To get more power and flexibility (at the cost of requiring a Python server for deployment if you weren’t already), HoloViews provides a Python-based implementation of linked brushing. HoloViews linked brushing lets you fully customize what elements are used and how linking behaves. Here, let’s make a custom Layout displaying some Scatter plots for just a few of the available dimensions:

colors = hv.Cycle('Category10').values
dims   = ["cyl", "displ", "hp", "mpg", "weight", "yr"]

layout = hv.Layout([
    hv.Points(autompg_ds, dims).opts(color=c)
    for c, dims in zip(colors, [[d,'accel'] for d in dims])

   .Points.I   :Points   [cyl,accel]   (mpg,cyl,displ,hp,weight,accel)
   .Points.II  :Points   [displ,accel]   (mpg,cyl,displ,hp,weight,accel)
   .Points.III :Points   [hp,accel]   (mpg,cyl,displ,hp,weight,accel)
   .Points.IV  :Points   [mpg,accel]   (mpg,cyl,displ,hp,weight,accel)
   .Points.V   :Points   [weight,accel]   (mpg,cyl,displ,hp,weight,accel)
   .Points.VI  :Points   [yr,accel]   (mpg,cyl,displ,hp,weight,accel)

Now that we have a layout we can simply apply the link_selections operation to support linked brushing, automatically linking the selections across an arbitrary collection of plots that are derived from the same dataset:

link_selections(layout).opts(opts.Points(width=200, height=200)).cols(6)

The same box_select and lasso_select tools should now work as for the gridmatrix plot, but this time by calling back to Python. There are now many more options and capabilities available, as described below, but by default you can now also select additional regions in different elements, and the selected points will be those that match all of the selections, so that you can precisely specify the data points of interest with constraints on all dimensions at once. A bounding box will be shown for each selection, but only the overall selected points (across all selection dimensions) will be highlighted in each plot. You can use the reset tool to clear all the selections and start over.

Box-select vs Lasso-select#

Since HoloViews version 1.13.3 linked brushing supports both the box_select and lasso_select tools. The lasso selection provides more fine-grained control about the exact region to include in the selection, however it is a much more expensive operation and will not scale as well to very large columnar datasets. Additionally lasso select has a number of dependencies:

  • Lasso-select on tabular data requires either spatialpandas or shapely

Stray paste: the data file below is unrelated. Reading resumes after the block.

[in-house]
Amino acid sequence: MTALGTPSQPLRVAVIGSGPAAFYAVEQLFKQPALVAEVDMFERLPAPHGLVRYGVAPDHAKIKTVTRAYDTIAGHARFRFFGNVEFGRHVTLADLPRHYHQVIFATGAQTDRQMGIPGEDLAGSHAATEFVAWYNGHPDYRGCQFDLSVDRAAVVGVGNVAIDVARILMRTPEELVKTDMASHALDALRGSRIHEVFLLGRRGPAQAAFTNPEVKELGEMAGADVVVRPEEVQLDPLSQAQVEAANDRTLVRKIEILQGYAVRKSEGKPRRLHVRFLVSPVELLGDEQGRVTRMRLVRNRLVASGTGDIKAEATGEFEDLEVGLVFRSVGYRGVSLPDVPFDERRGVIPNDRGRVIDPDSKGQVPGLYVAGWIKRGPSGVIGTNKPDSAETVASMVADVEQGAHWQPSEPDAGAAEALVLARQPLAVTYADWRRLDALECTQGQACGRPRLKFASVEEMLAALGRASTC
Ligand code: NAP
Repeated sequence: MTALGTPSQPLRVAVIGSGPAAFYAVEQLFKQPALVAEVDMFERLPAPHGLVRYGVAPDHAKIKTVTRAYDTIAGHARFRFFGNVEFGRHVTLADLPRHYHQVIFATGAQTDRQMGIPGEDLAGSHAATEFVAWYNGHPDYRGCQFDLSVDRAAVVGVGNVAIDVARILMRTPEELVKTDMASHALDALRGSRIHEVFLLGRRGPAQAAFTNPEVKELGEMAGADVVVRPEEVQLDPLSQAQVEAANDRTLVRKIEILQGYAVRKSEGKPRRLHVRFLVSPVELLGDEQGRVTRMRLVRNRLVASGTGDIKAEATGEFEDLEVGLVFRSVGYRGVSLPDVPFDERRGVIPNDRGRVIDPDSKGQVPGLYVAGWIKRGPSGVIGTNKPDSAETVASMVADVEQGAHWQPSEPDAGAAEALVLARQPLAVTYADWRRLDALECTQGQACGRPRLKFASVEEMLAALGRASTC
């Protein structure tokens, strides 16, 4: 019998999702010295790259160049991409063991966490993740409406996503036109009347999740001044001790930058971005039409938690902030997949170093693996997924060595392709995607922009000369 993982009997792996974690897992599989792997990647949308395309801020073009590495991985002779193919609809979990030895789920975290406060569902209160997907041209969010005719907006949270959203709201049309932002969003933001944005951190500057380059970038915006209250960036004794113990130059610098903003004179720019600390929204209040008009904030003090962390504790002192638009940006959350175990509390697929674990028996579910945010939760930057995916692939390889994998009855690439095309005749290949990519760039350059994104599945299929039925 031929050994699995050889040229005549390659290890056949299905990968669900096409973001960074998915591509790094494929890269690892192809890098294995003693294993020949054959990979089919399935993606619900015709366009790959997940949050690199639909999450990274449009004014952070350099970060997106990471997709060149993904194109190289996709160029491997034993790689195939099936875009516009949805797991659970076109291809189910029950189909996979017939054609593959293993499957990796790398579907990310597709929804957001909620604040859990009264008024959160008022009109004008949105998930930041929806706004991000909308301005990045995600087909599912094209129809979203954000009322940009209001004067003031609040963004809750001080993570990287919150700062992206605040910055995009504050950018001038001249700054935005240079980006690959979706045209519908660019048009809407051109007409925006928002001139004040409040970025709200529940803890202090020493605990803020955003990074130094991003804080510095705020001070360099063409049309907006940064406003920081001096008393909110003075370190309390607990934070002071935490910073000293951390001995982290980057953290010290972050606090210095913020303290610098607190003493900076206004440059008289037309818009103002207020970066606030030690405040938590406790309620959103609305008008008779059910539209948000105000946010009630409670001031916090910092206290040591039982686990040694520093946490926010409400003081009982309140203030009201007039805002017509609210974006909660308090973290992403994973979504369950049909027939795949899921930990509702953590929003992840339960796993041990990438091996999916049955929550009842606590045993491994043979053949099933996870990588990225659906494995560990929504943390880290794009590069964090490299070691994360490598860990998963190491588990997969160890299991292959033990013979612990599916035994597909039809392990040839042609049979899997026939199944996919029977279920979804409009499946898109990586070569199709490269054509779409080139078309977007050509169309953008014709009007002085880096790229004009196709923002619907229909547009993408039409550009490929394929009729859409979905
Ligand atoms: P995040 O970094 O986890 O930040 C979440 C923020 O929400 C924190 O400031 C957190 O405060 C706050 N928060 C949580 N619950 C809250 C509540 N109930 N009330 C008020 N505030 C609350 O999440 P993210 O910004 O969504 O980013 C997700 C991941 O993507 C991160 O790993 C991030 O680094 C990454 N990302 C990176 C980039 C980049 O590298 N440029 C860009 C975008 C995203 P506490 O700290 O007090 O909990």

• Lasso-select on gridded data requires datashader

  • Lasso-select on geometry data requires shapely

Filter and selection modes#

Two parameters of link_selections control how the selections apply within a single element (the selection_mode) and across elements (the cross_filter_mode):

  • selection_mode: Determines how to combine successive selections on the same element, either 'overwrite' (the default, allowing one selection per element), 'intersect' (taking the intersection of all selections for that element), 'union' (the combination of all selections for that element), or 'inverse' (select all but the selection region).

  • cross_filter_mode: Determines how to combine selections across different elements, either 'overwrite' (allows selecting on only a single element at a time) or 'intersect' (the default, combining selections across all elements).

To see how these work, we will create a number of views of the autompg dataset:

w_accel_scatter = hv.Scatter(autompg_ds, 'weight', 'accel')
mpg_hist = histogram(autompg_ds, dimension='mpg', normed=False).opts(color="green")
violin = hv.Violin(autompg_ds, [], 'hp')

We will also capture an “instance” of the link_selections operation, which will allow us to access and set parameters on it even after we call it:

mpg_ls = link_selections.instance()

mpg_ls(w_accel_scatter + mpg_hist + violin)

Here you can select on both the Scatter plot and the Histogram. With these default settings, selecting on different elements computes the intersection of the two selections, allowing you to e.g. select only the points with high weight but mpg between 20 and 30. In the Scatter plot, the selected region will be shown as a rectangular bounding box, with the unselected points inside being transparent. On the histogram, data points selected on the histogram but not in other selections will be drawn in gray, data points not selected on either element will be transparent, and only those points that are selected in both plots will be shown in the default blue color. The Violin plot does not itself allow selections, but it will update to show the distribution of the selected points, with the original distribution being lighter (more transparent) behind it for comparison. Here, selecting high weights and intermediate mpg gives points with a lower range of horsepower in the Violin plot.